top of page
< Back

Architecture Built 1,000 Years Ago to Catch Rain is Being Revived to Save India’s Parched Villages

Nov 15, 2021

They brought access to fresh water for millennia, and existed as long-honored pieces of cultural heritage, and then they were abandoned. Now a new chapter is opening on the stepwells of India.

Modern sewage and irrigation systems made them obsolete, but under the weight of extreme drought, the stepwells of India big and small are being restored for their ancient ingenuity and modern thirst-quenching design.

Stepwells are sometimes small stone-lined trenches, capturing rainwater and refilling underground aquafers, while others are masterpieces of inverted architecture, like the Chand Bawri in Rajasthan—a World Heritage Site consisting of the inverse of a step pyramid dug straight into the ground and lined by 3,200 steps set on symmetrical staircases.

However at their core principal, stepwells once restored, still function just as well now as they did in their heyday, and different states in the country are looking to add them to their hydrological arsenal as India faces the worst drought in history.

“It’s ironic that stepwells been ignored, considering how wonderfully efficient they were at providing water for nearly 1,500 years,” said Victoria Lautman, author of the book The Vanishing Stepwells of India. “Now, thanks to the restoration efforts, stepwells will come full circle.”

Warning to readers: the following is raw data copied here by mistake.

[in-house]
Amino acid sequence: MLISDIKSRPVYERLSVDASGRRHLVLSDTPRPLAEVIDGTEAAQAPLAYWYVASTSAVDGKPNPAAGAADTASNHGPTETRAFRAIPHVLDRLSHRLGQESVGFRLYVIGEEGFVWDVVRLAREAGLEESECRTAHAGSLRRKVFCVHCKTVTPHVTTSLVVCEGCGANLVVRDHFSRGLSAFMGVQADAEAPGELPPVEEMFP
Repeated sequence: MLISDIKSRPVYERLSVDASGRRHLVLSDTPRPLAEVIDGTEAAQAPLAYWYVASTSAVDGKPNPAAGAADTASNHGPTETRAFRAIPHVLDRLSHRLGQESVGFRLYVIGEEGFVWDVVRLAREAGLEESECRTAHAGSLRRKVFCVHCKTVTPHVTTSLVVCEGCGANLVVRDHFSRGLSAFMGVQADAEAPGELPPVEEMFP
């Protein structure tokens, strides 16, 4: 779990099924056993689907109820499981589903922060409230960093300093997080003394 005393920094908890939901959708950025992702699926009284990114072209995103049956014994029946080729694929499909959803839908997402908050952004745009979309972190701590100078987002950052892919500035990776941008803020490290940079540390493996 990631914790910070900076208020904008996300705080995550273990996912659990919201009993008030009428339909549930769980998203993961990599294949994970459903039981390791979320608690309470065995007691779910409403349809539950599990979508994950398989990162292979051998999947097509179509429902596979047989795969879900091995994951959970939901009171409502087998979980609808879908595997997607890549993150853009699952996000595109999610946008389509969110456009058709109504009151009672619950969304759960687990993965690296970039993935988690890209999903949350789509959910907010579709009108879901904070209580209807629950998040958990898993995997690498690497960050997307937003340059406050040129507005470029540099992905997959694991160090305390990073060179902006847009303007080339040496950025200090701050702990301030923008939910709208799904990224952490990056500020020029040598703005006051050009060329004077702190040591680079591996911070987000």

The stepwells are known as “baolis” or “bwaris” and have not always been conserved as monuments to cherish. Instead, many of India’s more than 3,000 baolis have fallen into disrepair or outright abandonment, being turned instead into dumps or being buried by foliage.

“When they began clearing what they thought was a garbage dump, they found the structure of a step-well beneath the garbage,” writes Vikramjit Singh Rooprai, a heritage advocate and writer who works with the Aga Khan Trust for Culture—a non-profit leading the restoration of India’s baolis.

“It was one of the deeper stepwells of Delhi. After restoration, the Purana Qila Baoli has so much water that the entire lawns of the [Old Fort in Delhi] are being irrigated by it,” he adds.

Aga Khan Trust works with stepwells around the country, sandblasting the build up of toxic residue and crumbing material and working with heritage architects for governments interested in repairing the baolis.

bottom of page